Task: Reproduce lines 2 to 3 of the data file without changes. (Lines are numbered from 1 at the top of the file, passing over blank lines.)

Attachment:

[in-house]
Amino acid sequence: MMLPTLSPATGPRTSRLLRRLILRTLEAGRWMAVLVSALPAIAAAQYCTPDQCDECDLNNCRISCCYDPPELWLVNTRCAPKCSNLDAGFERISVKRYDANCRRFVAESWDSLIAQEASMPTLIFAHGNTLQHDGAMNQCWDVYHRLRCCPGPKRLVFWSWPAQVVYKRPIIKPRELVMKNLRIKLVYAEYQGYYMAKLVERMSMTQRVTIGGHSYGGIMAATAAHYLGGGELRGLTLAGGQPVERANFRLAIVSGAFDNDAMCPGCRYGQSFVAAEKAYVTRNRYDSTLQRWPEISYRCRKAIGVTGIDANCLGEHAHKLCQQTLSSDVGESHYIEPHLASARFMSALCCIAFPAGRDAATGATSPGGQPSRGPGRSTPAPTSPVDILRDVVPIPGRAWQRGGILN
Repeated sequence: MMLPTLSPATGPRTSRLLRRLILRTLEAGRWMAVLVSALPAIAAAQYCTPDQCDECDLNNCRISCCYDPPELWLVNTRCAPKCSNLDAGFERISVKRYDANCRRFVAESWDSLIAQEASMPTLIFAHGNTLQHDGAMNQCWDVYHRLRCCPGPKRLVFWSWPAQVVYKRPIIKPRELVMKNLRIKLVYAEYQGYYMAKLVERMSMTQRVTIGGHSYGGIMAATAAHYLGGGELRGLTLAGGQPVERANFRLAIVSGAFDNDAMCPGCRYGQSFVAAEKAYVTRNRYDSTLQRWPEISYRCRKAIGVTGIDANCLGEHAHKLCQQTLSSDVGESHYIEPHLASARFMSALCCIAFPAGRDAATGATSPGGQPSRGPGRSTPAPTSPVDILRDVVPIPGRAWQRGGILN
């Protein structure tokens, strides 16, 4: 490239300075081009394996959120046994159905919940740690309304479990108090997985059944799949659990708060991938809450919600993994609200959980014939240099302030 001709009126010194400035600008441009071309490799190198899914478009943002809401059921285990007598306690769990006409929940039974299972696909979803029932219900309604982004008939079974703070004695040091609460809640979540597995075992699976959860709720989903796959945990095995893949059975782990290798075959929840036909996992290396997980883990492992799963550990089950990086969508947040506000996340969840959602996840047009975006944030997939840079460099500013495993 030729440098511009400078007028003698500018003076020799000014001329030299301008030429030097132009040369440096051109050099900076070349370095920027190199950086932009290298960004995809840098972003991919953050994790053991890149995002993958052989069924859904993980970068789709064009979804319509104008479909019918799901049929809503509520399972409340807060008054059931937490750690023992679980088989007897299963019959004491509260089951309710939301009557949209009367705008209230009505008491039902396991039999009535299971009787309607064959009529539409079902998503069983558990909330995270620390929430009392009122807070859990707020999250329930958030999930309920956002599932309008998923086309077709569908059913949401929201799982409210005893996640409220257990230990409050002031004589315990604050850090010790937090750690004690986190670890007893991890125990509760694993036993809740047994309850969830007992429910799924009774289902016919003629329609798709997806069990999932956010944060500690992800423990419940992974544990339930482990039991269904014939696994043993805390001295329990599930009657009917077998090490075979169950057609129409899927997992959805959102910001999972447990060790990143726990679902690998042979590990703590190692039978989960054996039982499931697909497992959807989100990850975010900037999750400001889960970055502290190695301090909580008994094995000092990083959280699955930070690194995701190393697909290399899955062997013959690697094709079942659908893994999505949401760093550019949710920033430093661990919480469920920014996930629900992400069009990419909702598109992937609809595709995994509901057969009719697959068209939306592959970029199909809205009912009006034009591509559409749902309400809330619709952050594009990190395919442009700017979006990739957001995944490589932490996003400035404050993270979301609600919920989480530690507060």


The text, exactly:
Amino acid sequence: MMLPTLSPATGPRTSRLLRRLILRTLEAGRWMAVLVSALPAIAAAQYCTPDQCDECDLNNCRISCCYDPPELWLVNTRCAPKCSNLDAGFERISVKRYDANCRRFVAESWDSLIAQEASMPTLIFAHGNTLQHDGAMNQCWDVYHRLRCCPGPKRLVFWSWPAQVVYKRPIIKPRELVMKNLRIKLVYAEYQGYYMAKLVERMSMTQRVTIGGHSYGGIMAATAAHYLGGGELRGLTLAGGQPVERANFRLAIVSGAFDNDAMCPGCRYGQSFVAAEKAYVTRNRYDSTLQRWPEISYRCRKAIGVTGIDANCLGEHAHKLCQQTLSSDVGESHYIEPHLASARFMSALCCIAFPAGRDAATGATSPGGQPSRGPGRSTPAPTSPVDILRDVVPIPGRAWQRGGILN
Repeated sequence: MMLPTLSPATGPRTSRLLRRLILRTLEAGRWMAVLVSALPAIAAAQYCTPDQCDECDLNNCRISCCYDPPELWLVNTRCAPKCSNLDAGFERISVKRYDANCRRFVAESWDSLIAQEASMPTLIFAHGNTLQHDGAMNQCWDVYHRLRCCPGPKRLVFWSWPAQVVYKRPIIKPRELVMKNLRIKLVYAEYQGYYMAKLVERMSMTQRVTIGGHSYGGIMAATAAHYLGGGELRGLTLAGGQPVERANFRLAIVSGAFDNDAMCPGCRYGQSFVAAEKAYVTRNRYDSTLQRWPEISYRCRKAIGVTGIDANCLGEHAHKLCQQTLSSDVGESHYIEPHLASARFMSALCCIAFPAGRDAATGATSPGGQPSRGPGRSTPAPTSPVDILRDVVPIPGRAWQRGGILN